In "What is the Normative Role of Logic" Field argues that you can't understand logic descriptively as (eg. the project of studying necessarily truth preserving syntactic manipulations), and so are forced to a more normative conception of logic (logic is the study of how one ought to reason), by the following dilemma.
-classical logics can't state a general truth predicate (if they could, we could inductively argue for the soundness of logic, and hence a consistency proof for logic L in logic L, contra Godel 2)
-non-classical logics which can state a general truth predicate, sometimes fail to preserve truth, in some degenerate cases (in places where good reasoning wouldn't lead you to in the first place).
So (Field says) the only people who can *state* the descriptive criterion for being a logic, deny that logic has to have that property.
But I think there's a gap in this argument: why should you have to be able to state your criterion for what a good logical system is, *in the formal language of that logic*? In particular, why can't the anti-normativitst about logic reply like this:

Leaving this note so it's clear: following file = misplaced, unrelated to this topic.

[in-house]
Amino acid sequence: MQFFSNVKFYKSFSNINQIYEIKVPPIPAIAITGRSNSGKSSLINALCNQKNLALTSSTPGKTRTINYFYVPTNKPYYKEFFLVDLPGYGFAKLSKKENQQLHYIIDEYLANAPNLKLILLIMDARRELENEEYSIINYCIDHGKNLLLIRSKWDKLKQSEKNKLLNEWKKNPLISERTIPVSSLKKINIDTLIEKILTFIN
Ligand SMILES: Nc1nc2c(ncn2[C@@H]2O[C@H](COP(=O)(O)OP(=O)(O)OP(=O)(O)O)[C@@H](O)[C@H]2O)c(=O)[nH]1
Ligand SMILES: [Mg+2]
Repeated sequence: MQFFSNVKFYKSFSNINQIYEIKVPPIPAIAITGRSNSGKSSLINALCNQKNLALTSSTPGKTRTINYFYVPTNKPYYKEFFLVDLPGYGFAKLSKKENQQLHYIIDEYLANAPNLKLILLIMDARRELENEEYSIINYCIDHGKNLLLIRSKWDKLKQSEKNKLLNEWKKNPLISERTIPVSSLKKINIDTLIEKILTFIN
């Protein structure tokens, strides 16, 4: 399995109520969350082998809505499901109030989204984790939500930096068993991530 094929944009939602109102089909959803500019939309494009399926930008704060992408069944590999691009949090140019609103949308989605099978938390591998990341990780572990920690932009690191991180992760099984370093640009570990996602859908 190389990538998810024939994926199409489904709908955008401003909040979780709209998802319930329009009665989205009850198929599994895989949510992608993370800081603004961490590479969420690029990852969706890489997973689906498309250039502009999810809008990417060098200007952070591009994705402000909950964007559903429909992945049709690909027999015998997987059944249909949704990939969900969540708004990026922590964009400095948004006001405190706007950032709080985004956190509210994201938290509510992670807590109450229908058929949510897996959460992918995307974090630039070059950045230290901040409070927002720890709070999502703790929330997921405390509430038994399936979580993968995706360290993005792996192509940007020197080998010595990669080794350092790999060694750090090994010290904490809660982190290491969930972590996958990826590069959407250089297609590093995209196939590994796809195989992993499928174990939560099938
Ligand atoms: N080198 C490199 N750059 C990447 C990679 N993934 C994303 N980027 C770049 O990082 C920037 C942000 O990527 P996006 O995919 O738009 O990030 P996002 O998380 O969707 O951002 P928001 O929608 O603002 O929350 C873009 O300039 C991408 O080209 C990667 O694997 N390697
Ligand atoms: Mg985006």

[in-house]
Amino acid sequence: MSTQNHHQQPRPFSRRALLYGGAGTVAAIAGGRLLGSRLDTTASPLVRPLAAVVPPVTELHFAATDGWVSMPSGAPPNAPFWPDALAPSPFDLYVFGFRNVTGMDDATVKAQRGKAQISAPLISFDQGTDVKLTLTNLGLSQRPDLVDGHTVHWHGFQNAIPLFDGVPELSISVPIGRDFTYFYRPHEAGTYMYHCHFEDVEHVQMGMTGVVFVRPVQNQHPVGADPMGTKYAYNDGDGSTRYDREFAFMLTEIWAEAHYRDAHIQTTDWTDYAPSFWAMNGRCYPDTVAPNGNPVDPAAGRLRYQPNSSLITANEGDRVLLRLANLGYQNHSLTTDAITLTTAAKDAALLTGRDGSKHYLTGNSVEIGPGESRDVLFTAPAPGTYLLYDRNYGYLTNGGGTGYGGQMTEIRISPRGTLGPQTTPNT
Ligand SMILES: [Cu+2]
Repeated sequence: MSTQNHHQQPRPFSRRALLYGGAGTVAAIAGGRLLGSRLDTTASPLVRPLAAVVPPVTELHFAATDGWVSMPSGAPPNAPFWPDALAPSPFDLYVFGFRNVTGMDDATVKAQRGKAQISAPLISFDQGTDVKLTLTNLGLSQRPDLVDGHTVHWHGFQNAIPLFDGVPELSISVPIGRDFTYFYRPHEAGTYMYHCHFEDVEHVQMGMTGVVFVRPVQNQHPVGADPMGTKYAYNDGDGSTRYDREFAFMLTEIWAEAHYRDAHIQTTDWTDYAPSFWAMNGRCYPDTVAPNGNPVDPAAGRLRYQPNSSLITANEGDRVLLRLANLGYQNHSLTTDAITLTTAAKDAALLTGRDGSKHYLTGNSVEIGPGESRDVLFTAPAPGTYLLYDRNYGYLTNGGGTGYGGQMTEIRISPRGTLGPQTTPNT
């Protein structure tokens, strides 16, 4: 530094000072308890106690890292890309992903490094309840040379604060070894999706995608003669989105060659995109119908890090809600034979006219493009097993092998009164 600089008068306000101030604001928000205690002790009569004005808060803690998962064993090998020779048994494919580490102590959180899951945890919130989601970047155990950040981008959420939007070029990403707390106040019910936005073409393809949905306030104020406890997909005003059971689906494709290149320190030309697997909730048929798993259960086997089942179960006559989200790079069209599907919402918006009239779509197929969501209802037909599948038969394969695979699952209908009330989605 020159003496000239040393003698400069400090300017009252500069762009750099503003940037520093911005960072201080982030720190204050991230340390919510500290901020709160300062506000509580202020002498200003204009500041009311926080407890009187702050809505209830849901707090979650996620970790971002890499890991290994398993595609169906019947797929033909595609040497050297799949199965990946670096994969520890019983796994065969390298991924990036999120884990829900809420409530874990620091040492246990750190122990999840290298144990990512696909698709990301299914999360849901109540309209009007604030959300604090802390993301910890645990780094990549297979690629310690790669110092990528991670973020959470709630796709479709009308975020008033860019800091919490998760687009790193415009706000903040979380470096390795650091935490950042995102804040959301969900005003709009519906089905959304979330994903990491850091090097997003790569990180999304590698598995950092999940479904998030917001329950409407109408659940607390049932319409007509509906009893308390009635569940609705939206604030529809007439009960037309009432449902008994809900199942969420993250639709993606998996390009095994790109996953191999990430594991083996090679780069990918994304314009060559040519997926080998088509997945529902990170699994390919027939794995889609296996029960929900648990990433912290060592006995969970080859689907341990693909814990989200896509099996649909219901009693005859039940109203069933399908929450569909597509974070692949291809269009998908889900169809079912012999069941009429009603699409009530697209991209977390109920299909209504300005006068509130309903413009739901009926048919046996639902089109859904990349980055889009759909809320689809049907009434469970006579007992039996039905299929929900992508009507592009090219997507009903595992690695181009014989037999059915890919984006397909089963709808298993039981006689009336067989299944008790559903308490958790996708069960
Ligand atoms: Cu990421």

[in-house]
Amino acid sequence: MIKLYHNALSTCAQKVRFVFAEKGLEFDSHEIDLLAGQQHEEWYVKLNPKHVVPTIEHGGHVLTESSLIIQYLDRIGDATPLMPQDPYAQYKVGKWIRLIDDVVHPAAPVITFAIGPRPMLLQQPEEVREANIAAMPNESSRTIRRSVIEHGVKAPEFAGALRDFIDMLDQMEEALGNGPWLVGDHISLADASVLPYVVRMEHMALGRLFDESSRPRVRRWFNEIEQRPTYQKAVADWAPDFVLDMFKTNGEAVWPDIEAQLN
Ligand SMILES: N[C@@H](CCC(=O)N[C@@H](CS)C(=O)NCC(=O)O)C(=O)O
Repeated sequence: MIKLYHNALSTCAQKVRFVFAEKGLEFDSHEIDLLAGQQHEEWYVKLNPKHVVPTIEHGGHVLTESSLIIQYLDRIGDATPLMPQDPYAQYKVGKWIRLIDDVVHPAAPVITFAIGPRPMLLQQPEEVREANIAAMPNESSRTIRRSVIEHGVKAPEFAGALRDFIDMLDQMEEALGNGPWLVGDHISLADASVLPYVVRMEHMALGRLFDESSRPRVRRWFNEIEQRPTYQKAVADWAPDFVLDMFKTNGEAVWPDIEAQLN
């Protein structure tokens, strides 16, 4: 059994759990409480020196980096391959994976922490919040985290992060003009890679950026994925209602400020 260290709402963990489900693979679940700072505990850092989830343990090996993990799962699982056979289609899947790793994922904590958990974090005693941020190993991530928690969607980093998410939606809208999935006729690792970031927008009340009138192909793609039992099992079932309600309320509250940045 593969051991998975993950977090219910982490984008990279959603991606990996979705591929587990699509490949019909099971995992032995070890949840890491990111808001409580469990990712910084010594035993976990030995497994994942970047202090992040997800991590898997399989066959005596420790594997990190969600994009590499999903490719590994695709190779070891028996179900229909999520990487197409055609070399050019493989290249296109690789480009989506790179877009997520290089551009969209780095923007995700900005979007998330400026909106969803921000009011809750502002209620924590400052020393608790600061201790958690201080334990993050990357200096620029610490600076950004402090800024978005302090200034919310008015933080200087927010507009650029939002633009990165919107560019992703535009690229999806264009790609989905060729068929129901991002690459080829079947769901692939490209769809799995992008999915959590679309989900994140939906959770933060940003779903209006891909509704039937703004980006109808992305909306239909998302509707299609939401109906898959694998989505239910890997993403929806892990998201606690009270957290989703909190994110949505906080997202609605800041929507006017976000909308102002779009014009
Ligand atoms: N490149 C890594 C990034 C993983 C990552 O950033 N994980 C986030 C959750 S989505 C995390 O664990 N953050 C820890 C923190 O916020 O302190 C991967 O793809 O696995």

A. Classical Logic Version:
Logic is the study of formal systems of syntactic manipulation which are truth preserving for various fragments of our language (e.g. english sans any truth predicate, english sans any repeated application of the truth predicate). Practically speaking, this is all we need for almost every purpose except philosophy of logic and truth. And the moral of Tarski-Godel considerations above is that this is all we can get.
Formal, exceptionless, rules for truth-preserving reasoning are great when you can get them (i.e. for limited fragments of our language) but what Field has shown, is that we can't get any such rules that apply to the informal notion of truth (as opposed to the notion of truth-of-a-sentence-in-L, for various restricted L)
Admittedly, taking this route involves giving up the traditional and somewhat attractive Fregean idea that logical principles are fully general, and hence would apply to all possible reasoning, but - at least- this seems way less revisionary than the normative relativism about logic where Field winds up.
B. Non-Classical Logic Version:
It was indeed wrong to say that logic studies patterns of inference that are always truth preserving. Field is right that Logic studies patterns of reasoning that are truth preserving "where it counts". But "where it counts" doesn't mean something normative like 'with regard to premises that one could be justified in believing', but rather, something descriptive like 'with regard to premises that people are likely to every actually accept'.